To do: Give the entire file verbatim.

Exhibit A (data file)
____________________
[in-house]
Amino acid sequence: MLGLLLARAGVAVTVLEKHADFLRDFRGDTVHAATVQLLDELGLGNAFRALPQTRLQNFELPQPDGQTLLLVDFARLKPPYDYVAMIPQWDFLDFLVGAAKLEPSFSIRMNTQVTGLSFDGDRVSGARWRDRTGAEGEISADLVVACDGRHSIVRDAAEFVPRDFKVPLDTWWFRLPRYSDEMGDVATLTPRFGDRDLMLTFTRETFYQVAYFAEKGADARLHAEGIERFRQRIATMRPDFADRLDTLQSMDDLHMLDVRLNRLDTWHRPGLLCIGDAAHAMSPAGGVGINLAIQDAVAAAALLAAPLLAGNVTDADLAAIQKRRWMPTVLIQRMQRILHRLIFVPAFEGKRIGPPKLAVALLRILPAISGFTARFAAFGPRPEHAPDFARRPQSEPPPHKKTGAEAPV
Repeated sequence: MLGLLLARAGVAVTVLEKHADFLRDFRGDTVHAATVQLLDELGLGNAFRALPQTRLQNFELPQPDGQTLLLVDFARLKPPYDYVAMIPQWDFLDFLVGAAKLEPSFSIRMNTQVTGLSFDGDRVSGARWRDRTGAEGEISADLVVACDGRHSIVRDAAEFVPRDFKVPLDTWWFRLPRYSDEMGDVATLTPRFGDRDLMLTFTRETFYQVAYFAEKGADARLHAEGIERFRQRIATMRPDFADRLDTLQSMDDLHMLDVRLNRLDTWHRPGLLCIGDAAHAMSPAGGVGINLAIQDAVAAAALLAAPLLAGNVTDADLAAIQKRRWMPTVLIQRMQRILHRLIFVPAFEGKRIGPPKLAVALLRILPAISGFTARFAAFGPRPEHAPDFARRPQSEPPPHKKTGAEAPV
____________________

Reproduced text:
[in-house]
Amino acid sequence: MLGLLLARAGVAVTVLEKHADFLRDFRGDTVHAATVQLLDELGLGNAFRALPQTRLQNFELPQPDGQTLLLVDFARLKPPYDYVAMIPQWDFLDFLVGAAKLEPSFSIRMNTQVTGLSFDGDRVSGARWRDRTGAEGEISADLVVACDGRHSIVRDAAEFVPRDFKVPLDTWWFRLPRYSDEMGDVATLTPRFGDRDLMLTFTRETFYQVAYFAEKGADARLHAEGIERFRQRIATMRPDFADRLDTLQSMDDLHMLDVRLNRLDTWHRPGLLCIGDAAHAMSPAGGVGINLAIQDAVAAAALLAAPLLAGNVTDADLAAIQKRRWMPTVLIQRMQRILHRLIFVPAFEGKRIGPPKLAVALLRILPAISGFTARFAAFGPRPEHAPDFARRPQSEPPPHKKTGAEAPV
Repeated sequence: MLGLLLARAGVAVTVLEKHADFLRDFRGDTVHAATVQLLDELGLGNAFRALPQTRLQNFELPQPDGQTLLLVDFARLKPPYDYVAMIPQWDFLDFLVGAAKLEPSFSIRMNTQVTGLSFDGDRVSGARWRDRTGAEGEISADLVVACDGRHSIVRDAAEFVPRDFKVPLDTWWFRLPRYSDEMGDVATLTPRFGDRDLMLTFTRETFYQVAYFAEKGADARLHAEGIERFRQRIATMRPDFADRLDTLQSMDDLHMLDVRLNRLDTWHRPGLLCIGDAAHAMSPAGGVGINLAIQDAVAAAALLAAPLLAGNVTDADLAAIQKRRWMPTVLIQRMQRILHRLIFVPAFEGKRIGPPKLAVALLRILPAISGFTARFAAFGPRPEHAPDFARRPQSEPPPHKKTGAEAPV